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Gdańsk is the historical capital of Pomerania and is Poland's fourth largest city. It is close to the former late medieval/modern boundary between West Slavic and Germanic lands and consequently the city has a complex political history with periods of Polish rule, periods of German rule, and extensive period of self-rule (it was twice a free city). Historically an important seaport and shipbuilding center, Gdańsk was a member of the Hanseatic League. The city was also the birthplace of the Solidarity movement which, under the leadership of Lech Wałęsa, played a major role in bringing an end to Communist rule across Central Europe.
One of Germany's most famous seaside resorts, Heiligendamm is also known as the "White Town by the Sea" due to the classicist white buildings lining the beach promenade. This small cluster of structures are reminders of days gone by when this part of the Baltic Sea was one of the playgrounds of Europe's aristocracy. It is the oldest seaside spa in Germany being founded in 1793. However, if you intend to treat yourself to a night at the exclusive Grand Hotel, you should have a generous travel budget.
Oulu is renowned as the world's winter cycling capital. 600km of bike and walking paths are maintained throughout the year, keeping cycling's modal share at 20% despite temperatures averaging -15°C. Photo CC BY-NC-SA 2.0 Anders Swanson
The Tallinn cityscape is punctuated by its many medieval towers and city wall dating back to the 13th Century. Go up to Toompea Hill, a fortified enclave of the city that feels like a separate town. It is synonymous with Estonian rule and nowadays is home to the national parliament. While you’re up there, make sure to see the gorgeous St. Alexander Nevsky Cathedral, Estonia’s main Russian Orthodox cathedral. Photo by Rémi Lanvin (Flickr)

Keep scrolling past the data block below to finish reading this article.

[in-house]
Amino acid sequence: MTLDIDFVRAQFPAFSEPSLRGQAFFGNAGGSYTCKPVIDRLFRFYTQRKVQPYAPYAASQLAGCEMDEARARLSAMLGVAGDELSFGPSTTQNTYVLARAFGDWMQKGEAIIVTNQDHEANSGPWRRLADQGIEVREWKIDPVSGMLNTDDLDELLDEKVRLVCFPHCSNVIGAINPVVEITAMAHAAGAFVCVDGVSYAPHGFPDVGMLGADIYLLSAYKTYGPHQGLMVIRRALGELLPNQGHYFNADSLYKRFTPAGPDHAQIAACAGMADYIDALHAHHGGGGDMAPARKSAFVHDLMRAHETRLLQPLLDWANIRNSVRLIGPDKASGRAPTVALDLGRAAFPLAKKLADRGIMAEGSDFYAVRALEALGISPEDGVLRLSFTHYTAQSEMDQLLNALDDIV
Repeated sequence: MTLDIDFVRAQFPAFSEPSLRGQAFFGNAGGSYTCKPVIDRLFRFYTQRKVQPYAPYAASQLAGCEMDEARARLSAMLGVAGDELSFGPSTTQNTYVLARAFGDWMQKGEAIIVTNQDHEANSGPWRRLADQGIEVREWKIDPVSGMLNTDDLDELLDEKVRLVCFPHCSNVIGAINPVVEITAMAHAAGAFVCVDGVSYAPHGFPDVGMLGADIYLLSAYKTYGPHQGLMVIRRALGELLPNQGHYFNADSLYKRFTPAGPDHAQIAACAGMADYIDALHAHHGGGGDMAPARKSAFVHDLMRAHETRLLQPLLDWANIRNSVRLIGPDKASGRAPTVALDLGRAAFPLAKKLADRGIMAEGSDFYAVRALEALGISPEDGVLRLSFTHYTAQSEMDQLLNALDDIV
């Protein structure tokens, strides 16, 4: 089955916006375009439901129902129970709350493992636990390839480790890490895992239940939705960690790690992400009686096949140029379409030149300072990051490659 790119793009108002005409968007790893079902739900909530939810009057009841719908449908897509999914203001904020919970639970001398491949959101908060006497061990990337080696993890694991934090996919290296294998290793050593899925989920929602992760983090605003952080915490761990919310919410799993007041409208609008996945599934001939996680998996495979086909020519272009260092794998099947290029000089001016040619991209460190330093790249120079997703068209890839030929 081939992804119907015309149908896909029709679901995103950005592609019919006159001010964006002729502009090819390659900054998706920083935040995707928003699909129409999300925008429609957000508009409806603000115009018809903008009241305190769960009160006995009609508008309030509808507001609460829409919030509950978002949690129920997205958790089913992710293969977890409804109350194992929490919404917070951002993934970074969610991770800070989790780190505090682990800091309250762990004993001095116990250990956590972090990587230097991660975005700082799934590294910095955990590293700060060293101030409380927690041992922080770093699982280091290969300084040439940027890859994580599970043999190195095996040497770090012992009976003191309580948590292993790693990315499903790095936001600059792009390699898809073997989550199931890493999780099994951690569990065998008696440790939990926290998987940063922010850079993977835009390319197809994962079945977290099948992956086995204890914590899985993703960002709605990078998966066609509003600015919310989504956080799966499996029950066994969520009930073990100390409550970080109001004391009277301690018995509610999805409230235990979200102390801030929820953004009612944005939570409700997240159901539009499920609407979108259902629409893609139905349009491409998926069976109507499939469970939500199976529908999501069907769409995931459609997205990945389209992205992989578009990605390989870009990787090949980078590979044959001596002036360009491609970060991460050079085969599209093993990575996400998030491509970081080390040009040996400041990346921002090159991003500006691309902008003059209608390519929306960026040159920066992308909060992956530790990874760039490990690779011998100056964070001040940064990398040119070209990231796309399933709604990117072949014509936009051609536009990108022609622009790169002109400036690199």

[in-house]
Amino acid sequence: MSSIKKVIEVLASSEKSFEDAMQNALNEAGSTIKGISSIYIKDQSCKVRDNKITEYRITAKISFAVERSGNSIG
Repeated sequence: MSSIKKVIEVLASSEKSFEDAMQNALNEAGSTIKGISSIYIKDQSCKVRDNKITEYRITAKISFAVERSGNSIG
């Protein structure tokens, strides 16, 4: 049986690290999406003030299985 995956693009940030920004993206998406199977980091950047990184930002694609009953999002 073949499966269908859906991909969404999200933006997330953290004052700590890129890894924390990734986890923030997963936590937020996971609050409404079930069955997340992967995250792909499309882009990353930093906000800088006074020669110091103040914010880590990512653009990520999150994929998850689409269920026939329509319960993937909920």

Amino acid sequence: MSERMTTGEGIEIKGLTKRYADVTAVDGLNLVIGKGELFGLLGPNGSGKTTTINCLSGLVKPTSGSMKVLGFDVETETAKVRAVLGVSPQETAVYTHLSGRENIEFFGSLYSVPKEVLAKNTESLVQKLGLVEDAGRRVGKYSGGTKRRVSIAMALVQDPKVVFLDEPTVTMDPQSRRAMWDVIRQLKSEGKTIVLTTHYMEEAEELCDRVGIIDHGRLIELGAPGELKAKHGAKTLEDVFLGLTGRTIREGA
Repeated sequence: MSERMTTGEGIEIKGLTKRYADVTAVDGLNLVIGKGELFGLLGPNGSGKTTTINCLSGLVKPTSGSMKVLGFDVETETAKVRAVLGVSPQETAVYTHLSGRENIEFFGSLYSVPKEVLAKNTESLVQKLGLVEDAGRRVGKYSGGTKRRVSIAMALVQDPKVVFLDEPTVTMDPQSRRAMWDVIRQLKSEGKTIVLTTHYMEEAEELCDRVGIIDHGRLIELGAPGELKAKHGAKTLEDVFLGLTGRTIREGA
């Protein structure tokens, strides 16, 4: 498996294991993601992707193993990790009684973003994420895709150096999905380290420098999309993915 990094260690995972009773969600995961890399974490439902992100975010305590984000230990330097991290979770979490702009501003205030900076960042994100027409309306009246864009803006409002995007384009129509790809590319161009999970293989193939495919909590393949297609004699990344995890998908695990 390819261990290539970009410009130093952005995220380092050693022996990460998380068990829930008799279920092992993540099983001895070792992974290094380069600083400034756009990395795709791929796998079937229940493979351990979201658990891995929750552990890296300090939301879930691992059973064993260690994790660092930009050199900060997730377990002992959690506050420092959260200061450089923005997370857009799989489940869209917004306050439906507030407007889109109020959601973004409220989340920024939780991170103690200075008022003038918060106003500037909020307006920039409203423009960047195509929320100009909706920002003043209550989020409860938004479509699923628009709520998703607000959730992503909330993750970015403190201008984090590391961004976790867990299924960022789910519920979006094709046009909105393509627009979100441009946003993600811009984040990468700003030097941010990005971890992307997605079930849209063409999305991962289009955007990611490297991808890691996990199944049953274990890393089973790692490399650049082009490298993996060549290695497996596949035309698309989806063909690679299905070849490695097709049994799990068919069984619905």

If you’re going through Latvia, make sure to stop for sunset in Saulkrasti. Facing west onto the Latvian sea, this small town and its hinterland is made up of five villages, four rivers and is famous for its sunset. It is also a renowned kite surfing hotspot and hosts a jazz festival during the month of July. We like it because its bicycle museum is home to over 800 beauties.
Troense is a fairytale village: timbered houses with thatched roofs and beautiful gardens. From Troense you continue a few hundred metres down the tree-lined road to Valdemar Slot. The castle is open to the public. The grand renaissance building was built in 1639-44 by the Danish king Christian IV to his son, Valdemar. With its park, museums, restaurants, beach etc, the castle makes an ideal place to stop on your route. Photo UdviklingFyn
This Russian enclave separated from the rest of its territory is a fascinating place. If exploring the particularities of the place itself, the people, the culture, there are many layers of history to peel through. The Prussian heritage can still be seen, and tasted. The city itself is complete with some beautiful gates and impressive cultural sites including the Immanuel Kant Museum. Photo by Dima Bushkov
Latvia’s capital is the largest city of the Balkans and is home to a third of Latvia’s population. Don’t let that intimidate you as the UNESCO protected city centre is full of quaint little cobbled street framed by proud old town houses. The city is home to some of the finest examples of Art Nouveau in Europe; look out for the obelisks, sphinxes, lions, vases and flowers in the building facades as you go through the city. Photo by nemomemini (flickr).
This curious geographical phenomenon consists of a long sand dune separating the Curonian Lagoon and the Baltic Sea. It is 98km long and its width varies between 400m and 3.8km and includes an international border between Russia and Lithuania. Its landscape is quite varied, with dunes on its sea side and contains wetlands, meadows and forest. Wildlife rules these parts, both the Russian and Lithuanian parts are national parks and it is a major stopover for migratory birds. Photo by Thomas Hill.